App or eBusinessCard:  there’s a huge difference

Posted by Mark Olcott, DVM on Dec 9, 2015, 8:25:16 AM

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Veterinary practice owners and managers are becoming increasingly aware of the power of mobile technology, which is a great thing.  There’s no doubt that the explosion of smartphone technology has created a tremendous opportunity to provide value to clients year-round, not just when they’re in the office.

A couple of these tools have been around for a while, though I probably shouldn’t call them true apps, as they are really just eBusinessCards.  5 years ago these were pretty cool, but the bar is rising rapidly for what clients expect when they download an app.  Think about it...in the world of Uber, Facebook, Instagram, etc.. you really need to provide something unique for someone to download and actually use an app.  It’s not just about downloading an app…..clients actually have to value and use it or they’ll just delete it.  It’s no wonder that roughly ⅓ of all apps are downloaded and used only once. 

So let’s look at what the difference is and then I’ve got a few questions you can ask yourself if you’re in the market for a practice app.

App vs. eBusinessCard

To summarize the difference, check out this screen shot from a web browser. 

 

 

Screen_Shot_2015-12-09_at_8.16.05_AM.png

I typed in the name of a local veterinary clinic into the search bar and this is what came up.  See that huge rectangular area on the right side?  That’s “real estate” that is owned by Google, and it has your hours, phone number, website, a few pictures, and some reviews.  In certain cases it also allows clients to email you for an appointment.  All of this is already out there, free to anyone who wants to learn more about your practice, and is available on both desktop and smartphones.  So why would a practice pay a few hundred dollars a month for an “app” that doesn’t offer significantly more info than I can already find on Google?  That is the difference between an eBusinessCard and an app.  A modern app actually has functionality.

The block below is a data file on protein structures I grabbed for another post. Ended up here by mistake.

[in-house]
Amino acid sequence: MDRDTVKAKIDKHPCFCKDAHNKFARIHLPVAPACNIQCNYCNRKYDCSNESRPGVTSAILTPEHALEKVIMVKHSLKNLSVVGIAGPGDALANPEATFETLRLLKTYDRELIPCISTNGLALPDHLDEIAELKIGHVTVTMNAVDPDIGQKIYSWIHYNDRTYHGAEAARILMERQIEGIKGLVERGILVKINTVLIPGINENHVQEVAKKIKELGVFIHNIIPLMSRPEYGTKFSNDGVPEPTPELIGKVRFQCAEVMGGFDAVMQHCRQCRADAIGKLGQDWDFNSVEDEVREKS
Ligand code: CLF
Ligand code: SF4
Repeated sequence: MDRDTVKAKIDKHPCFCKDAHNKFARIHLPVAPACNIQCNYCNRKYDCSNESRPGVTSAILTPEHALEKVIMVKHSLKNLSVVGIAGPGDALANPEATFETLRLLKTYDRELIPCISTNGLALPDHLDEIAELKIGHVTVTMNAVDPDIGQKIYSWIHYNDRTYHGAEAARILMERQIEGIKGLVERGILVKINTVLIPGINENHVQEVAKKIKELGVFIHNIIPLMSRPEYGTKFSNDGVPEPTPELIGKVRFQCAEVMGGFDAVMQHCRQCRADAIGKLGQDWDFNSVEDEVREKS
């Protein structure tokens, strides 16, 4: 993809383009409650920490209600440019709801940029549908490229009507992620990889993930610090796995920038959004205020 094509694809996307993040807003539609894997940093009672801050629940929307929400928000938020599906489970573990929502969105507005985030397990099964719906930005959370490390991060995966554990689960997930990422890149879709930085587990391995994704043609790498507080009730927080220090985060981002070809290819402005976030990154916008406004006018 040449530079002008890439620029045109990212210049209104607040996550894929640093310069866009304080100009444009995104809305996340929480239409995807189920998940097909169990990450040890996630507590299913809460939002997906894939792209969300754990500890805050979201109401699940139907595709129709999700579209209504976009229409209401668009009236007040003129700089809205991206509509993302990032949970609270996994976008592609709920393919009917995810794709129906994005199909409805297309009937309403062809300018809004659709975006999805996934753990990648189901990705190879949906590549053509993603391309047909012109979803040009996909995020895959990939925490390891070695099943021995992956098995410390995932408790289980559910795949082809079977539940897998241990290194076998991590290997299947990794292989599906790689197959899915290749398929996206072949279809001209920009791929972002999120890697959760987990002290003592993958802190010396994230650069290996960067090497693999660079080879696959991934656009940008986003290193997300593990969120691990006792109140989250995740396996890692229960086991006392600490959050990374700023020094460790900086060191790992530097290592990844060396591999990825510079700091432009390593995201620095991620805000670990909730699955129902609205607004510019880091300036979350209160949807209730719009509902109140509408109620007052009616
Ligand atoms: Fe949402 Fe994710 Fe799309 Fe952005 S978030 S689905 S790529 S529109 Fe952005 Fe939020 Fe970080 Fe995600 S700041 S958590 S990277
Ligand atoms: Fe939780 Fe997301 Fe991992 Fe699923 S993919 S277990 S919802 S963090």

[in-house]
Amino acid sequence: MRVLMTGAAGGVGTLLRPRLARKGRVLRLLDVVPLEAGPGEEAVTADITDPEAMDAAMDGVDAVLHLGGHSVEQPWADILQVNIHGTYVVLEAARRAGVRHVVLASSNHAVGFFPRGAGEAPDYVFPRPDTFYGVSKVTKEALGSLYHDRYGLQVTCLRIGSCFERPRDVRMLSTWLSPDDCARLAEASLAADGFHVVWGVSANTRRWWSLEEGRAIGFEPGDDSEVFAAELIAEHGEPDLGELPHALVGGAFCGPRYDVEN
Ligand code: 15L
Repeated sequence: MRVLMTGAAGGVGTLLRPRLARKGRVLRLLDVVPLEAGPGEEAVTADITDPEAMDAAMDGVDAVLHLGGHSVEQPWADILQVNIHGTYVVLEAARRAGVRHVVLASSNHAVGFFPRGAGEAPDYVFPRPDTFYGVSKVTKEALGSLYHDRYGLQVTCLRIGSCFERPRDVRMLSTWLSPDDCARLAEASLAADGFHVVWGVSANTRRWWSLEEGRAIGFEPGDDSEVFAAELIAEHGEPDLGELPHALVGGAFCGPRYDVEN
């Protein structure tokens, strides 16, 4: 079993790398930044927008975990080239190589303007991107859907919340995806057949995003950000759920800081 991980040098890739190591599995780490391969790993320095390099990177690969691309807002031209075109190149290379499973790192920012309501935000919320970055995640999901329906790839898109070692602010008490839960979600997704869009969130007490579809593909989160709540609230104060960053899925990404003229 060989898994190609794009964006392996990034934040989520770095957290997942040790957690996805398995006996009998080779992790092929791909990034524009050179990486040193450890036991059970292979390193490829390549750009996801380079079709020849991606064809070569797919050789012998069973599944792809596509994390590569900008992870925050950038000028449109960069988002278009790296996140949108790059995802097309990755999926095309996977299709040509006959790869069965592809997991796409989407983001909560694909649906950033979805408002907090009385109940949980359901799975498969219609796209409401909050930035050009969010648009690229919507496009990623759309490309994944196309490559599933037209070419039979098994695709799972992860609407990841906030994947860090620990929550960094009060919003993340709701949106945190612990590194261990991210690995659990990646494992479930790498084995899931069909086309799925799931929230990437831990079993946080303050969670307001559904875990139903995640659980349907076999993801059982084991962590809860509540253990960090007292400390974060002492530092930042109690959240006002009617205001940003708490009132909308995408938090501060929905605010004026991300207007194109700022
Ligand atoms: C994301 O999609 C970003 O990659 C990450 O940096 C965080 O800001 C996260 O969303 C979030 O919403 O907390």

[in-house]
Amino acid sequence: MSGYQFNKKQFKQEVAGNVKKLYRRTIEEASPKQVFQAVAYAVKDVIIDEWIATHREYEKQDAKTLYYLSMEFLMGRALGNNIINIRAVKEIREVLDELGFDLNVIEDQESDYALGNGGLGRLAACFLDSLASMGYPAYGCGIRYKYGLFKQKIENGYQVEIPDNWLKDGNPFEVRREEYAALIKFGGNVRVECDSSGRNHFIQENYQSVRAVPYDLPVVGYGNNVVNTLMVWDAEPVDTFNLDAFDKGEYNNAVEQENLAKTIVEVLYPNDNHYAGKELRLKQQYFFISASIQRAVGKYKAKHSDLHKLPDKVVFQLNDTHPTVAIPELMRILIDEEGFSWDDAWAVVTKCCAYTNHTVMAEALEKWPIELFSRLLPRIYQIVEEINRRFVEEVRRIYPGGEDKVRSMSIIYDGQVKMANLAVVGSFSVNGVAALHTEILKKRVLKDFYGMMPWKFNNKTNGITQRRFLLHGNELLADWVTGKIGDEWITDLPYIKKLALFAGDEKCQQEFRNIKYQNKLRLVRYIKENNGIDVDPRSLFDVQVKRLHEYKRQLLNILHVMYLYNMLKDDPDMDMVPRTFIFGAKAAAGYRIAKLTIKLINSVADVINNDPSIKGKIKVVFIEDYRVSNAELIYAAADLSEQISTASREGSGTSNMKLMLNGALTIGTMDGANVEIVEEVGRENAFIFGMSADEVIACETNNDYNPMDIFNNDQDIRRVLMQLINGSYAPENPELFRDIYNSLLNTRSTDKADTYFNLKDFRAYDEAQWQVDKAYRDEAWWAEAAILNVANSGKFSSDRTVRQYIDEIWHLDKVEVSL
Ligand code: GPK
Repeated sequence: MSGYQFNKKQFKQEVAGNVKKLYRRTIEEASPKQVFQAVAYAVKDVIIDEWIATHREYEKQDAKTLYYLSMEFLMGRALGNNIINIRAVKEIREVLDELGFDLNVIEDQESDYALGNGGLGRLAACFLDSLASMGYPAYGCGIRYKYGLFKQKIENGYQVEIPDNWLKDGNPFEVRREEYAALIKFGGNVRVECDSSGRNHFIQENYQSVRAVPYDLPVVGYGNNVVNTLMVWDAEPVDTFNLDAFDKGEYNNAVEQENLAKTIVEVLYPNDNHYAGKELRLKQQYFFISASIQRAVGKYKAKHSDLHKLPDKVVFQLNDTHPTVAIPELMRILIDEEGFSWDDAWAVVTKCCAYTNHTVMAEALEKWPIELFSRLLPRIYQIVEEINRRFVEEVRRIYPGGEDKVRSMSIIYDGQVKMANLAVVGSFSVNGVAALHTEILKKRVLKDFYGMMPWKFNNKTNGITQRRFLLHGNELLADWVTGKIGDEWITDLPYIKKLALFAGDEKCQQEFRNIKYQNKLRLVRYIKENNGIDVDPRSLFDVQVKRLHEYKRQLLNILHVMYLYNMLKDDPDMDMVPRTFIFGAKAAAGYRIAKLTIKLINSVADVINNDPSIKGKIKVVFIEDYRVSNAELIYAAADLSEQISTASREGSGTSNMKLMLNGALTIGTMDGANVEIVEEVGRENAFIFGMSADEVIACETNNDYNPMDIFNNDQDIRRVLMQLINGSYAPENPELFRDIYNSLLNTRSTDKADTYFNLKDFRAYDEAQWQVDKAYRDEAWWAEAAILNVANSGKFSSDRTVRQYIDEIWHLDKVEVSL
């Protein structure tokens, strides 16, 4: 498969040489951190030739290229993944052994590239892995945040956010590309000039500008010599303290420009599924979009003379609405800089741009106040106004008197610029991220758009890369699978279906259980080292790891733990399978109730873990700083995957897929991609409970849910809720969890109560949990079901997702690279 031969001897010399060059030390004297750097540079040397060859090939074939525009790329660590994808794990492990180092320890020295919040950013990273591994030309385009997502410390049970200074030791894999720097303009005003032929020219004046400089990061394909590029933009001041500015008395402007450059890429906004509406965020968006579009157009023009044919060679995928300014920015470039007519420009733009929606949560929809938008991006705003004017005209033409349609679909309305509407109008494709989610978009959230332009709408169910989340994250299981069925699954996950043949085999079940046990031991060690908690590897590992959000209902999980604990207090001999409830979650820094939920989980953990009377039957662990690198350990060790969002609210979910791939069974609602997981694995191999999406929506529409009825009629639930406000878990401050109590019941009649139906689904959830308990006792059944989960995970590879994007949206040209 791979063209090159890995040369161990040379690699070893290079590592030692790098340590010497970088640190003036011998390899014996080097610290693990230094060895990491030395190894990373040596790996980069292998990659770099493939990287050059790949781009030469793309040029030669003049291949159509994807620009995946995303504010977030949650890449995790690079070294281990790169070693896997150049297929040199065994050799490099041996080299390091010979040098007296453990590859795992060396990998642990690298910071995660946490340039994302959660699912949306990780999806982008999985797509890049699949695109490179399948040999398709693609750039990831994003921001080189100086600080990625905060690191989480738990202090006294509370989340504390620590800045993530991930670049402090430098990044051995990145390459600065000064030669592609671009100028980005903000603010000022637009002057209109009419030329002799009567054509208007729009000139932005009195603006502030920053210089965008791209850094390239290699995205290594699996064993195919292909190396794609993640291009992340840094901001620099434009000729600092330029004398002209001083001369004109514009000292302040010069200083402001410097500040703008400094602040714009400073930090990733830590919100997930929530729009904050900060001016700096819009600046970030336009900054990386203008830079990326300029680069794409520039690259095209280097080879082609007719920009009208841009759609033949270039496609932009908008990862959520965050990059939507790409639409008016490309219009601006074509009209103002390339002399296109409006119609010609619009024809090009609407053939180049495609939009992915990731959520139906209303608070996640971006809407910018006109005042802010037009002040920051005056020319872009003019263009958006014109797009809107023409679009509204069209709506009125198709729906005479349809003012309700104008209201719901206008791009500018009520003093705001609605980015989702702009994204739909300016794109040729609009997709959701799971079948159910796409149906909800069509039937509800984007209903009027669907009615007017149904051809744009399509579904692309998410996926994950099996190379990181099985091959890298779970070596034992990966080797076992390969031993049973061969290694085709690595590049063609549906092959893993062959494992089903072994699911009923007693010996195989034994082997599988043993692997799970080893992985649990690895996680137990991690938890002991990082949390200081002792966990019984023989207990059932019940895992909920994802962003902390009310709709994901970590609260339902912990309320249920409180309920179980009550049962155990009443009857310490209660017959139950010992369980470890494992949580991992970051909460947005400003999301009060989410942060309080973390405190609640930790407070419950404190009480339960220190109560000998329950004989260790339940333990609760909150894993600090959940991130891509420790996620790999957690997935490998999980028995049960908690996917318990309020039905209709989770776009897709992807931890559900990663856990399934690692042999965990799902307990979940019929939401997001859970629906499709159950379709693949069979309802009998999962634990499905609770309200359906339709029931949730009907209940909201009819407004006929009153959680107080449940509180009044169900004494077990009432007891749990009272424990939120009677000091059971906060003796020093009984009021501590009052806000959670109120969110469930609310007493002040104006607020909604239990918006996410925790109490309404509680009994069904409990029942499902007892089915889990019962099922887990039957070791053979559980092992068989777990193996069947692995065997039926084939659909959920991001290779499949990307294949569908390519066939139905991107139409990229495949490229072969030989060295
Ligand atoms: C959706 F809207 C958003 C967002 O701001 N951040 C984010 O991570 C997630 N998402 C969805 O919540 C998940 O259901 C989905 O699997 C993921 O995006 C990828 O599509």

Here are a few questions to ask about any mobile product you’re thinking about sharing with your clients:

  • What’s your percentage of MAU (monthly active users)?  This is a good indicator of user engagement:  how many users are active at least once a month.  For some perspective, Facebook’s is about 65%.  On the other hand, I know of a couple of well-known “portal” type services in use by veterinary practices where this number is below 1%.
  • Do you get appointments through it?  Not CAN you get appointments….DO you?
  • What’s your ROI (return on investment)?
  • Does it do anything I can’t get for free on Google?
  • Is it built to make your client’s life easier or generate you more revenue?  Put yourself in your client’s shoes for a moment.  If the “app” is just a self-serving attempt on your part to make it easier for clients to request appointments or refills (i.e. spend money), then I recommend you rethink your goals and “give value first.”

Smartphone technology isn’t a fad but you can’t just offer an outdated or redundant tool to your clients and expect them to use it.  Bottom line:  forget you know anything about veterinary practice and simply ask yourself, “As a pet owner myself, would I use this?”   That will give you the answer that’s right for your practice.Click to edit your new post...

Topics: Innovative Technology For Vets